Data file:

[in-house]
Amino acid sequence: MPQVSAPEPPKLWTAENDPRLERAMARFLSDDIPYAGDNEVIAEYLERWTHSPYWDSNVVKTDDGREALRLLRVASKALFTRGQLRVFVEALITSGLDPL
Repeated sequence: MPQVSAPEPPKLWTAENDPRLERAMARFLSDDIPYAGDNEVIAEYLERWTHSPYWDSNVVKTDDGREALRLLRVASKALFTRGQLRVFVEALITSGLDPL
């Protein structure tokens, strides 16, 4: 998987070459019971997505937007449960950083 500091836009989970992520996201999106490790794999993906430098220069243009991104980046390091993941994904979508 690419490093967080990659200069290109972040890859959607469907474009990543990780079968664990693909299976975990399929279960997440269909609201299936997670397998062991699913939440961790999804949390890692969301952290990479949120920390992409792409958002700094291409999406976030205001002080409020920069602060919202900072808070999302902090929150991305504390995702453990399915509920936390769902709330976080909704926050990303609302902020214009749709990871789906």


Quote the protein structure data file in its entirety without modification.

[in-house]
Amino acid sequence: MPQVSAPEPPKLWTAENDPRLERAMARFLSDDIPYAGDNEVIAEYLERWTHSPYWDSNVVKTDDGREALRLLRVASKALFTRGQLRVFVEALITSGLDPL
Repeated sequence: MPQVSAPEPPKLWTAENDPRLERAMARFLSDDIPYAGDNEVIAEYLERWTHSPYWDSNVVKTDDGREALRLLRVASKALFTRGQLRVFVEALITSGLDPL
């Protein structure tokens, strides 16, 4: 998987070459019971997505937007449960950083 500091836009989970992520996201999106490790794999993906430098220069243009991104980046390091993941994904979508 690419490093967080990659200069290109972040890859959607469907474009990543990780079968664990693909299976975990399929279960997440269909609201299936997670397998062991699913939440961790999804949390890692969301952290990479949120920390992409792409958002700094291409999406976030205001002080409020920069602060919202900072808070999302902090929150991305504390995702453990399915509920936390769902709330976080909704926050990303609302902020214009749709990871789906």